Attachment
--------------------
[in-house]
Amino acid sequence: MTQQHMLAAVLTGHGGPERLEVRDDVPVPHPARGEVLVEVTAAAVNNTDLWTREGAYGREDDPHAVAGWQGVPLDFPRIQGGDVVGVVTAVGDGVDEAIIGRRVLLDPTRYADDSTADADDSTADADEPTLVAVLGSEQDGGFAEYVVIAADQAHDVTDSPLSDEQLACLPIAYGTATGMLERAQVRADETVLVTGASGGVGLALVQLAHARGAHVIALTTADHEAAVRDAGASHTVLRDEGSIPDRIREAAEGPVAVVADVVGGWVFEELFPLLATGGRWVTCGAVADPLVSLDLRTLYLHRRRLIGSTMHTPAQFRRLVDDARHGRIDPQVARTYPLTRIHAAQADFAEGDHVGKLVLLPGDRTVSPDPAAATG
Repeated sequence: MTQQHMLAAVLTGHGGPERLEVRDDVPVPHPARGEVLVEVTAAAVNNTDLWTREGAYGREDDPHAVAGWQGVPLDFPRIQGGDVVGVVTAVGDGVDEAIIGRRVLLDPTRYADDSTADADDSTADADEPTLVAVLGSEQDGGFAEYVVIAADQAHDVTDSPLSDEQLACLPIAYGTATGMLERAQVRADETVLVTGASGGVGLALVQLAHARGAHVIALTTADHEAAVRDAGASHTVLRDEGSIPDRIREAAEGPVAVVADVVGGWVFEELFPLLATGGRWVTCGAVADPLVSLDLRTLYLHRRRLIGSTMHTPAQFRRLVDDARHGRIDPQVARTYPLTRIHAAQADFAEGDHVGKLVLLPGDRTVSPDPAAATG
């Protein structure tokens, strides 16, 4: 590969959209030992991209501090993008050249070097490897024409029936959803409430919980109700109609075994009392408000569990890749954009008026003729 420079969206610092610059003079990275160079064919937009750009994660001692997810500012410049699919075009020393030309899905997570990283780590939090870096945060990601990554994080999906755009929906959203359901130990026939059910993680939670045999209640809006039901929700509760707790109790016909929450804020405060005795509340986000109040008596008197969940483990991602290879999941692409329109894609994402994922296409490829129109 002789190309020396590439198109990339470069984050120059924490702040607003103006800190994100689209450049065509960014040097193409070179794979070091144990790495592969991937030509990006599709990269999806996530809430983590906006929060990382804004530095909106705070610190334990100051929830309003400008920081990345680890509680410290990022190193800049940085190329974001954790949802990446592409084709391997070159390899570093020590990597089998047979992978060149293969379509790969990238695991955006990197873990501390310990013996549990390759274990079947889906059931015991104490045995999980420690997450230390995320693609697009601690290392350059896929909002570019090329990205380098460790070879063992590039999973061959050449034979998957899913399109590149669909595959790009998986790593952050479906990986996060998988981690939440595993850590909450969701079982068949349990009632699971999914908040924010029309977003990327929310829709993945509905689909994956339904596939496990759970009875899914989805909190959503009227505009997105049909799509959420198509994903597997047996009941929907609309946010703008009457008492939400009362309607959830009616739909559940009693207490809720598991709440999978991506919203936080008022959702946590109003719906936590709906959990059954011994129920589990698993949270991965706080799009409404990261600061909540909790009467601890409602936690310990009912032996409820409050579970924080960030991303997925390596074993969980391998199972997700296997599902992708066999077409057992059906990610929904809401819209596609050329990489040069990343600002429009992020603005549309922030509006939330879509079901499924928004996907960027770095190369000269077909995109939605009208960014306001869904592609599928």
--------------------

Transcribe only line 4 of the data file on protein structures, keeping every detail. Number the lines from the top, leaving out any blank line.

């Protein structure tokens, strides 16, 4: 590969959209030992991209501090993008050249070097490897024409029936959803409430919980109700109609075994009392408000569990890749954009008026003729 420079969206610092610059003079990275160079064919937009750009994660001692997810500012410049699919075009020393030309899905997570990283780590939090870096945060990601990554994080999906755009929906959203359901130990026939059910993680939670045999209640809006039901929700509760707790109790016909929450804020405060005795509340986000109040008596008197969940483990991602290879999941692409329109894609994402994922296409490829129109 002789190309020396590439198109990339470069984050120059924490702040607003103006800190994100689209450049065509960014040097193409070179794979070091144990790495592969991937030509990006599709990269999806996530809430983590906006929060990382804004530095909106705070610190334990100051929830309003400008920081990345680890509680410290990022190193800049940085190329974001954790949802990446592409084709391997070159390899570093020590990597089998047979992978060149293969379509790969990238695991955006990197873990501390310990013996549990390759274990079947889906059931015991104490045995999980420690997450230390995320693609697009601690290392350059896929909002570019090329990205380098460790070879063992590039999973061959050449034979998957899913399109590149669909595959790009998986790593952050479906990986996060998988981690939440595993850590909450969701079982068949349990009632699971999914908040924010029309977003990327929310829709993945509905689909994956339904596939496990759970009875899914989805909190959503009227505009997105049909799509959420198509994903597997047996009941929907609309946010703008009457008492939400009362309607959830009616739909559940009693207490809720598991709440999978991506919203936080008022959702946590109003719906936590709906959990059954011994129920589990698993949270991965706080799009409404990261600061909540909790009467601890409602936690310990009912032996409820409050579970924080960030991303997925390596074993969980391998199972997700296997599902992708066999077409057992059906990610929904809401819209596609050329990489040069990343600002429009992020603005549309922030509006939330879509079901499924928004996907960027770095190369000269077909995109939605009208960014306001869904592609599928």